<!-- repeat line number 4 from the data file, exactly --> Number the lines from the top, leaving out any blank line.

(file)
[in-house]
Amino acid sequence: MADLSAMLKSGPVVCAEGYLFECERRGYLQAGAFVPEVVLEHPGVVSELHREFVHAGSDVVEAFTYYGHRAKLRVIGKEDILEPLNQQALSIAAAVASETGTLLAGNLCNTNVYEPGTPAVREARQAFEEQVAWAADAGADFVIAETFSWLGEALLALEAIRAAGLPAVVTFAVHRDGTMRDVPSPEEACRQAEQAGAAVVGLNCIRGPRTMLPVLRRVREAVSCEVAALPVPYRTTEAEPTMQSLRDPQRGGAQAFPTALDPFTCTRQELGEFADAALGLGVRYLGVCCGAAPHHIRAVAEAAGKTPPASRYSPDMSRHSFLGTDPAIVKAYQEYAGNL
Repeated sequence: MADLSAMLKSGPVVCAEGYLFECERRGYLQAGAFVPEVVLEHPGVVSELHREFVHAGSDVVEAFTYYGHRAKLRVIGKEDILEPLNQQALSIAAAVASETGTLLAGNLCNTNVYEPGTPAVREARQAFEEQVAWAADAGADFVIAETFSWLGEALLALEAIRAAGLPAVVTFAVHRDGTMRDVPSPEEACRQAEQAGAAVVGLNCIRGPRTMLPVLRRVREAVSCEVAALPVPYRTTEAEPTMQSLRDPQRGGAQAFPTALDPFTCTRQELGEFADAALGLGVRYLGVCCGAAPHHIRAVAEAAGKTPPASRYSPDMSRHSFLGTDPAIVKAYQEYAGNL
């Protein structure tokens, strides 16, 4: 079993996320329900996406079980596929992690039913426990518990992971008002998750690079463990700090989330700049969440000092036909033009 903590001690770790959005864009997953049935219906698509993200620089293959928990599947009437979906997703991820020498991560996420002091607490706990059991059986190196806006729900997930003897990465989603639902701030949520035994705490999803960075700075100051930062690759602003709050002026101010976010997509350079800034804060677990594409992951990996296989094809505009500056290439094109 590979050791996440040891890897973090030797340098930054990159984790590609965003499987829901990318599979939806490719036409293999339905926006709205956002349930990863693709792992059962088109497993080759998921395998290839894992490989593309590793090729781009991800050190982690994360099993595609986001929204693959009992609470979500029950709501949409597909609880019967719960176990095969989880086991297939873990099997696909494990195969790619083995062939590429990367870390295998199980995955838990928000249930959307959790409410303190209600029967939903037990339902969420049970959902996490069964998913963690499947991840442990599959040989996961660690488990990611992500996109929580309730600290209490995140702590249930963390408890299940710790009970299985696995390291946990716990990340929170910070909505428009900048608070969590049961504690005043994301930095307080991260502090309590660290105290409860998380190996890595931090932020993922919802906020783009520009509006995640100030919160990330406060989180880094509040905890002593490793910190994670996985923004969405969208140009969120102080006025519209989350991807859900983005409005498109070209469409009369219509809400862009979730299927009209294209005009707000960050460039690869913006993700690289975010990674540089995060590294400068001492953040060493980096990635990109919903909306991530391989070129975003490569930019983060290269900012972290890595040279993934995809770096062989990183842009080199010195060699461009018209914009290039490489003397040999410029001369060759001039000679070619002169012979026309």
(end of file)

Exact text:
């Protein structure tokens, strides 16, 4: 079993996320329900996406079980596929992690039913426990518990992971008002998750690079463990700090989330700049969440000092036909033009 903590001690770790959005864009997953049935219906698509993200620089293959928990599947009437979906997703991820020498991560996420002091607490706990059991059986190196806006729900997930003897990465989603639902701030949520035994705490999803960075700075100051930062690759602003709050002026101010976010997509350079800034804060677990594409992951990996296989094809505009500056290439094109 590979050791996440040891890897973090030797340098930054990159984790590609965003499987829901990318599979939806490719036409293999339905926006709205956002349930990863693709792992059962088109497993080759998921395998290839894992490989593309590793090729781009991800050190982690994360099993595609986001929204693959009992609470979500029950709501949409597909609880019967719960176990095969989880086991297939873990099997696909494990195969790619083995062939590429990367870390295998199980995955838990928000249930959307959790409410303190209600029967939903037990339902969420049970959902996490069964998913963690499947991840442990599959040989996961660690488990990611992500996109929580309730600290209490995140702590249930963390408890299940710790009970299985696995390291946990716990990340929170910070909505428009900048608070969590049961504690005043994301930095307080991260502090309590660290105290409860998380190996890595931090932020993922919802906020783009520009509006995640100030919160990330406060989180880094509040905890002593490793910190994670996985923004969405969208140009969120102080006025519209989350991807859900983005409005498109070209469409009369219509809400862009979730299927009209294209005009707000960050460039690869913006993700690289975010990674540089995060590294400068001492953040060493980096990635990109919903909306991530391989070129975003490569930019983060290269900012972290890595040279993934995809770096062989990183842009080199010195060699461009018209914009290039490489003397040999410029001369060759001039000679070619002169012979026309």